REFUGE features two poignant and timely works – Candice Breitz’s Love Story, 2016 and Angelica Mesiti’s Mother Tongue, 2017, both utilising the cinematic medium to present the complex experiences of their immigrant and refugee subjects through music, performance and the spoken word.
Australian-born, Paris-based Angelica Mesiti’s work offers unusual insight into the immigrant experience through an elegiac journey into the song and music of diverse communities displaced from their homelands and living in the Danish city of Aarhus. Exquisitely captured with the artist’s characteristically dream-like nuance, Mother Tongue has universal resonance, presenting a series of diasporic encounters between those who seek to belong yet also to retain and preserve a sense of cultural identity and tradition. Mother Tongue was commissioned by the Aarhus European Capital for Culture 2017 in association with the Adelaide Biennial 2018. Angelica Mesiti will represent Australia at this year’s Venice Biennale.
South African Candice Breitz challenges audiences not to ignore the stories of refugees, deploying a provocative juxtaposition of storytellers – influential Hollywood stars Alec Baldwin and Julianne Moore, with six real-life refugees. Acclaimed at the 2017 Venice Biennale, Love Story is based upon narratives of six individuals who fled their countries: Sarah Ezzat Mardini, who escaped war-torn Syria, José Maria João, a former child soldier from Angola; Mamy Maloba Langa, a survivor from the Democratic Republic of the Congo; Shabeena Saveri, an Indian transgender activist; Luis Nava, a political dissident from Venezuela; and Farah Abdi Mohamed, a young atheist from Somalia. This multi-channel work prompts viewers to consider: why is it that the same audiences driven to tears by fictional blockbusters, remain unaffected in the face of actual human suffering.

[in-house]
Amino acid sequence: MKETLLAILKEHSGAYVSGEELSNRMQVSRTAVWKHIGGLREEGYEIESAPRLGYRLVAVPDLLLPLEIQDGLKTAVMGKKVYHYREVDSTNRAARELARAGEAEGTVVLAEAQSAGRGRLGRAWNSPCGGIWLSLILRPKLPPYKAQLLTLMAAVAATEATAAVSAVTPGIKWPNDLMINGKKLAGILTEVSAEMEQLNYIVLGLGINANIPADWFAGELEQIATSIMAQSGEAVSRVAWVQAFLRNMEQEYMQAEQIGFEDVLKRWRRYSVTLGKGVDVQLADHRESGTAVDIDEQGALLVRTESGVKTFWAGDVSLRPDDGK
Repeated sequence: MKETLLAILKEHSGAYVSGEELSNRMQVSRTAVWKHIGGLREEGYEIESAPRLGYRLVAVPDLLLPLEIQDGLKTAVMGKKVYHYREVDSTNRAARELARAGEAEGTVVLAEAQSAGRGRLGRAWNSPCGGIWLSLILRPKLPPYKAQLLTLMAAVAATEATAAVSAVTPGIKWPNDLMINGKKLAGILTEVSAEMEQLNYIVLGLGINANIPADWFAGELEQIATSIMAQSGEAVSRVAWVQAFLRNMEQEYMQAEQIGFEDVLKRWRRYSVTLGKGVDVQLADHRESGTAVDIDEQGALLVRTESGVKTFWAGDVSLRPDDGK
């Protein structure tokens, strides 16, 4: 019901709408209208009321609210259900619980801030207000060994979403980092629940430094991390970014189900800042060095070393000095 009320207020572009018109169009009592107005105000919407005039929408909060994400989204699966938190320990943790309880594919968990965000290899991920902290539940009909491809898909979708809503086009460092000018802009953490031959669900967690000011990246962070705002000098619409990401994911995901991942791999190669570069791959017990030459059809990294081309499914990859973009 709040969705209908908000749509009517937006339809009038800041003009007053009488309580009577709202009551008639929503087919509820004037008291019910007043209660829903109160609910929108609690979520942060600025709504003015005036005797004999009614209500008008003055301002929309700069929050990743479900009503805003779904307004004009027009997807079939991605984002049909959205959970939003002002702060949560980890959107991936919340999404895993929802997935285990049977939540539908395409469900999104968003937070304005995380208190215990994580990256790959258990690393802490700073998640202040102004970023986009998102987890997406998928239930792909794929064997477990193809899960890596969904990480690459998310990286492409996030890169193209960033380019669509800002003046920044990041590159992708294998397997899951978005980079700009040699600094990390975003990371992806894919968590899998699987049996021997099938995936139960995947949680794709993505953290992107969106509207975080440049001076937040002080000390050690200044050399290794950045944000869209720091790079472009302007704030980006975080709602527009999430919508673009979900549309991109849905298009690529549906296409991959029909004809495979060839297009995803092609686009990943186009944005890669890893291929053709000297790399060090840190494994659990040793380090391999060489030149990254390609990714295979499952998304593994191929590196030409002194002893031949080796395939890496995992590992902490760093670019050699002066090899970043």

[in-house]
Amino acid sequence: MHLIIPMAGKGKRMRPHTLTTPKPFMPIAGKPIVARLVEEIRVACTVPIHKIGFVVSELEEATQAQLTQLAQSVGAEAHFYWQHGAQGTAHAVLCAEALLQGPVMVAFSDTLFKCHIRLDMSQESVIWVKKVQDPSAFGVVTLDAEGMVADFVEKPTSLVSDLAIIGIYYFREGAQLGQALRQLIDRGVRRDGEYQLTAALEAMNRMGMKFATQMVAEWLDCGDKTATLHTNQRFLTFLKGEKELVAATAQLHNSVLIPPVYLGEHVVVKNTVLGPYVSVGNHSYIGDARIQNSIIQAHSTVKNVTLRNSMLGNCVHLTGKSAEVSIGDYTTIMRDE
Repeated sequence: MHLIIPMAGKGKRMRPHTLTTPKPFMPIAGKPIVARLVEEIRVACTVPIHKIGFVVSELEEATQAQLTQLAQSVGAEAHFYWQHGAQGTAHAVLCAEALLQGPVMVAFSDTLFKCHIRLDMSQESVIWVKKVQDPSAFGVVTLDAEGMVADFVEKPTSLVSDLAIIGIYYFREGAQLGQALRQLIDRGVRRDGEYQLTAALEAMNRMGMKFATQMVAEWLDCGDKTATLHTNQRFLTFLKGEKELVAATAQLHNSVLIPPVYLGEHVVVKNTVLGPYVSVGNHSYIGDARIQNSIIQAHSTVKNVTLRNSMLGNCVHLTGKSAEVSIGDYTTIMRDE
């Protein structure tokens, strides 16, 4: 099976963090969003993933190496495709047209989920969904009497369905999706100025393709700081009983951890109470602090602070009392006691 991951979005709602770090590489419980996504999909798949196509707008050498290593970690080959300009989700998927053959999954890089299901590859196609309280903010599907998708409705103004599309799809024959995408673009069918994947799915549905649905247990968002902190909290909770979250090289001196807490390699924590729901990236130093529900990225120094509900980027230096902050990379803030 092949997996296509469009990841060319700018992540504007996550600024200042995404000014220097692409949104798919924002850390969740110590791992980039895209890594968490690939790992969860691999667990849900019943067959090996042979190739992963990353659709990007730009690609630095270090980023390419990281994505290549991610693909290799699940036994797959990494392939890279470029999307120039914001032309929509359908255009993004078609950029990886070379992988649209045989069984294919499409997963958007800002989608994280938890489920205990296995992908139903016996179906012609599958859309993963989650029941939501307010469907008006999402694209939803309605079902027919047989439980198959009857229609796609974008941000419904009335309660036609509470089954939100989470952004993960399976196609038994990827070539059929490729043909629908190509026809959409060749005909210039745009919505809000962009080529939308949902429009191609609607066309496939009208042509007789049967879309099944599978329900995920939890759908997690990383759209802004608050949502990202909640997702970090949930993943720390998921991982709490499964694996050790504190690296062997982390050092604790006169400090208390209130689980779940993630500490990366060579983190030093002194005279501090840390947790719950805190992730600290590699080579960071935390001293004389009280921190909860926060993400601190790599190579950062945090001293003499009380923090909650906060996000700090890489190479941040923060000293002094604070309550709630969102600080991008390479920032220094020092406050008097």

The forced migration of people from developing countries as a result of violence, conflict and climate-related extreme events, is often presented in an unpalatable way through polarising political rhetoric and scare-mongering. REFUGE depicts the human reality of these issues through the persuasive medium of cinema, bringing to life the plight of people forced to flee their homes and make new lives in often strange and inhospitable lands.